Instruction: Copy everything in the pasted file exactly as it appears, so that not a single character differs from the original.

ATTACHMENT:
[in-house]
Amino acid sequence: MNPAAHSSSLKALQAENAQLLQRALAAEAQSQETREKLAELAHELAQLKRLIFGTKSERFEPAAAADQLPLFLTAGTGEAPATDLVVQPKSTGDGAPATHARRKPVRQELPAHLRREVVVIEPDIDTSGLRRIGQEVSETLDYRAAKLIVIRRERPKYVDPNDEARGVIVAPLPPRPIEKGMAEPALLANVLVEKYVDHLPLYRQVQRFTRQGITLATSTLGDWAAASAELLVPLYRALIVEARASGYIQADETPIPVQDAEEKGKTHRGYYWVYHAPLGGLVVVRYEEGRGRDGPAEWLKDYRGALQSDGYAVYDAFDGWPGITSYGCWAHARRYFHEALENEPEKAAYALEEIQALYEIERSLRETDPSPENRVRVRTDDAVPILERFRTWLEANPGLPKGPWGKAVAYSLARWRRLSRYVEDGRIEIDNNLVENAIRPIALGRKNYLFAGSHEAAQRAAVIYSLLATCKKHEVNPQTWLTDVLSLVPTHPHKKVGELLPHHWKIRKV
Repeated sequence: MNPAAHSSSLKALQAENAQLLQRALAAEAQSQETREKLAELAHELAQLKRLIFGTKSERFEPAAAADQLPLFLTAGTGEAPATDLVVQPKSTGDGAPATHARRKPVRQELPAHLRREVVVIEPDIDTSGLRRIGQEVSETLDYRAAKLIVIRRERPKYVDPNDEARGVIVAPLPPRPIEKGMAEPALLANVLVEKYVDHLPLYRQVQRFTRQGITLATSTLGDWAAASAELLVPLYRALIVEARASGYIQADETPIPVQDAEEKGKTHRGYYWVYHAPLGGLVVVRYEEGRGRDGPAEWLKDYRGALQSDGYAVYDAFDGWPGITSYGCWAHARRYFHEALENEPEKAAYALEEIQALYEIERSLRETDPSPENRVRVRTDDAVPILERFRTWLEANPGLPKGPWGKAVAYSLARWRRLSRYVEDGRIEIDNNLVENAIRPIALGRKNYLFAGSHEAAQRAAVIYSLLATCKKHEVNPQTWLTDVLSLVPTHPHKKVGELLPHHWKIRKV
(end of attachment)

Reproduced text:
[in-house]
Amino acid sequence: MNPAAHSSSLKALQAENAQLLQRALAAEAQSQETREKLAELAHELAQLKRLIFGTKSERFEPAAAADQLPLFLTAGTGEAPATDLVVQPKSTGDGAPATHARRKPVRQELPAHLRREVVVIEPDIDTSGLRRIGQEVSETLDYRAAKLIVIRRERPKYVDPNDEARGVIVAPLPPRPIEKGMAEPALLANVLVEKYVDHLPLYRQVQRFTRQGITLATSTLGDWAAASAELLVPLYRALIVEARASGYIQADETPIPVQDAEEKGKTHRGYYWVYHAPLGGLVVVRYEEGRGRDGPAEWLKDYRGALQSDGYAVYDAFDGWPGITSYGCWAHARRYFHEALENEPEKAAYALEEIQALYEIERSLRETDPSPENRVRVRTDDAVPILERFRTWLEANPGLPKGPWGKAVAYSLARWRRLSRYVEDGRIEIDNNLVENAIRPIALGRKNYLFAGSHEAAQRAAVIYSLLATCKKHEVNPQTWLTDVLSLVPTHPHKKVGELLPHHWKIRKV
Repeated sequence: MNPAAHSSSLKALQAENAQLLQRALAAEAQSQETREKLAELAHELAQLKRLIFGTKSERFEPAAAADQLPLFLTAGTGEAPATDLVVQPKSTGDGAPATHARRKPVRQELPAHLRREVVVIEPDIDTSGLRRIGQEVSETLDYRAAKLIVIRRERPKYVDPNDEARGVIVAPLPPRPIEKGMAEPALLANVLVEKYVDHLPLYRQVQRFTRQGITLATSTLGDWAAASAELLVPLYRALIVEARASGYIQADETPIPVQDAEEKGKTHRGYYWVYHAPLGGLVVVRYEEGRGRDGPAEWLKDYRGALQSDGYAVYDAFDGWPGITSYGCWAHARRYFHEALENEPEKAAYALEEIQALYEIERSLRETDPSPENRVRVRTDDAVPILERFRTWLEANPGLPKGPWGKAVAYSLARWRRLSRYVEDGRIEIDNNLVENAIRPIALGRKNYLFAGSHEAAQRAAVIYSLLATCKKHEVNPQTWLTDVLSLVPTHPHKKVGELLPHHWKIRKV